Warning: This review contains spoilers. Please do not read if you have not seen the Downtown Abbey movie.
No fan knows how much they truly missed Downton Abbey until they hear the strains of familiar music welcoming them back to the 1920s. (I half-expected to see Hugh Bonneville’s character, Lord Grantham, walking up the path toward the house with his faithful dog at his side.) It only takes a few seconds of dialogue between Mr. Barrow and Lord Grantham for us to know we’re back in a rich world of strong characters and witty dialogue; a fantasy world, to be sure, but since the period drama ended in 2015, fans have discovered nothing that could take its place.
Julian Fellowes’ Emmy Award-winning series comes to the big screen in vibrant detail, bringing back most of the familiar favorites and introducing original characters that integrate perfectly into the story line of a royal visit to the stately manor.
Those unfamiliar with the Crawley family and the servants who keep Downton Abbey running will have no problem following along. In fact, I questioned several viewers as they left the auditorium, and many had not seen even one episode of the historical drama. Yet, they were as engrossed in the film as if they had been fans from the beginning.
Though eighteen months have passed since the series ended, much is the same except Mary and Henry now have a little girl, Caroline, and Lady Edith doesn’t seem to be working for the magazine anymore. Dowager Countess Violet Crawley, portrayed by Dame Maggie Smith, who is known for her one-liners, is back in rare form and doesn’t disappoint in this film. (The fans thank you, Julian Fellowes!)
With only two hours to catch us up, the movie moves at a fast pace. Life changes are shared in quick seconds of dialogue, dastardly plots are foiled, and love stories are reconfirmed. Carson and Mrs. Hughes are still going strong as are Anna and Mr. Bates, who now have an eighteen-month-old son, Johnny. Lady Edith and Bertie Pelham have hit a bit of a snag, but Lady Mary and Henry Talbot are perfectly in sync, although, regrettably, Matthew Goode isn’t in much of the movie. And finally, it looks like Tom Branson may be finding love seven years after the loss of his beloved Sybil.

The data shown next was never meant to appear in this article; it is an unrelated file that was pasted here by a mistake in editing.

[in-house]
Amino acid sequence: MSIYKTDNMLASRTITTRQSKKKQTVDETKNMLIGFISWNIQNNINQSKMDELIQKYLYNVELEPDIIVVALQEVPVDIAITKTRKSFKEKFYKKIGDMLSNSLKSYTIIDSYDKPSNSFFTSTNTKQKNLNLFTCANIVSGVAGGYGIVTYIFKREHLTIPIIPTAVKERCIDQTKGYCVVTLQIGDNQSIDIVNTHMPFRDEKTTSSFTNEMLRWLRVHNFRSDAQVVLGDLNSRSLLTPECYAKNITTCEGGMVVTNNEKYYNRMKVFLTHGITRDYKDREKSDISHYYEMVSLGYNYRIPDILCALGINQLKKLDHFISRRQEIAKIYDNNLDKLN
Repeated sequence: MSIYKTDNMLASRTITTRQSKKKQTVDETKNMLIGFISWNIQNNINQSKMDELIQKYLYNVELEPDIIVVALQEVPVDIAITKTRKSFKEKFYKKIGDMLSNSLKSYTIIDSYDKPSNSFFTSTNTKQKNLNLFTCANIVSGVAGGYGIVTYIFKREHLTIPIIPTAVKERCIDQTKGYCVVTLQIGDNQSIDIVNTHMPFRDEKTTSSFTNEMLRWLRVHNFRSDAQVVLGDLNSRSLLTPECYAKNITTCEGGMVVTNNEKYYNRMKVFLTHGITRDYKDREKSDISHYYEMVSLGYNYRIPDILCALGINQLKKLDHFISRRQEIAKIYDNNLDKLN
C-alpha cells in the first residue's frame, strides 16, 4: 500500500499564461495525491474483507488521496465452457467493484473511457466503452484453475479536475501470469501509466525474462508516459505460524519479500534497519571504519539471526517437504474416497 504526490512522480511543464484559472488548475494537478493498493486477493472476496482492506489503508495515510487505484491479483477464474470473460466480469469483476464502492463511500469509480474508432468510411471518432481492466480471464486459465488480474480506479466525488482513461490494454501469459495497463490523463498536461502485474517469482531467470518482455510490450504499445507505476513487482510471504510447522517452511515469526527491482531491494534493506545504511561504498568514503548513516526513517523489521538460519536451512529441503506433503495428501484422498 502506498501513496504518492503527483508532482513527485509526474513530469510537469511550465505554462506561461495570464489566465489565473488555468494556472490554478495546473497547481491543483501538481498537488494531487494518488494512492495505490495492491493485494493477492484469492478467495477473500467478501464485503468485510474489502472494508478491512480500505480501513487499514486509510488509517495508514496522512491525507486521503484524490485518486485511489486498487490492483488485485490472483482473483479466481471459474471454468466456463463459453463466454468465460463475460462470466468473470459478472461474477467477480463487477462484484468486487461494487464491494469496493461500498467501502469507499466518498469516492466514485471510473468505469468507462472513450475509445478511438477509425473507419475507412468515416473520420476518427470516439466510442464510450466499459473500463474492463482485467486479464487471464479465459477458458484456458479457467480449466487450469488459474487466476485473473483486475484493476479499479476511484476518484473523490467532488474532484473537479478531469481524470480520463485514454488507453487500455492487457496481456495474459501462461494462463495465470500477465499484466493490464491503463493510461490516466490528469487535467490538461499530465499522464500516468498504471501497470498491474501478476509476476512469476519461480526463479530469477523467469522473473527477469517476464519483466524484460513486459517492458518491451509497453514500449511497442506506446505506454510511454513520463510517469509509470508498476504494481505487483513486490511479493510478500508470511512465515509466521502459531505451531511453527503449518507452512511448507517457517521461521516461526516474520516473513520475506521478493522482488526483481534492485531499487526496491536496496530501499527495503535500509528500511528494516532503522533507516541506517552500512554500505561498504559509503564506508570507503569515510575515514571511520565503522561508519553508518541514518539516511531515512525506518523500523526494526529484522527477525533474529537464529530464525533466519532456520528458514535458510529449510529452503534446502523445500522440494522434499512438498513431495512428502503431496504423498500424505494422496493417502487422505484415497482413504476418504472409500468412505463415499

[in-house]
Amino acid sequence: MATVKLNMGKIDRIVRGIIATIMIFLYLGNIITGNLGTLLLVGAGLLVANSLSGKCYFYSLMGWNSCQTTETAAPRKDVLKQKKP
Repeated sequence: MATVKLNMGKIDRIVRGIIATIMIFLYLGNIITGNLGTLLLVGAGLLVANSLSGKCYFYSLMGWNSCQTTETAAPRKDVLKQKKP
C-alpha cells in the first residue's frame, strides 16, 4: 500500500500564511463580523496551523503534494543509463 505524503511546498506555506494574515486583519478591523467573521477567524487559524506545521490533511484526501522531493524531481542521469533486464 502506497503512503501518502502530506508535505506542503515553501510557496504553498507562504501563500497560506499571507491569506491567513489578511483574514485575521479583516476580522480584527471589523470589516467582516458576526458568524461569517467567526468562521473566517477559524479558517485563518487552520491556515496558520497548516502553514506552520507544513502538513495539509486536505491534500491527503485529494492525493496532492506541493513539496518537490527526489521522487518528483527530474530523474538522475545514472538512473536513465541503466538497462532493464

The film reunites us with some of our favorite people like Mrs. Patmore, Daisy, Andy, and even Thomas Barrow, who’s finally earned a place in our hearts. Mosely (who has an absolutely hilarious scene that’s not to-be-missed) takes a break from teaching school to serve the visiting King and Queen and gives fans who’re hoping for a Baxter/Mosely romance a little more hope.
Isobel Crawley Grey, (who married Lord Merton in Season 6) is, once again, the perfect foil for the Dowager Countess, and she is also instrumental in settling a monetary dispute between the Countess and her visiting cousin, Maud Bagshaw, played by the Oscar-nominated actress, Imelda Staunton.
Hugh Bonneville and Elizabeth McGovern are, once again, the Lord and Lady of the house, slipping back into their roles as though years haven’t passed since we last saw them. Neither miss a beat in these characters they know so well. It’s as if they’ve been waiting for us to turn the television back on. They’ve been there all along.
The Downton Abbey movie give us just enough to keep us wanting more because we’re never really going to be ready to say goodbye to these characters. Every fan will admit their hearts broke a little when the credits rolled on the final episode in 2015. Now, with opening day sales at the box office well-exceeding the film’s budget and beating out the competition, there’s a good chance we may get another visit to Downton Abbey, though it can’t be soon enough.
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About the Creator
I'm an avid writer and reader. I've had over 53 novels published and over 2,000 articles. Here I review movies, TV series/episodes, books, and write about entertainment. www.rachelcarrington.com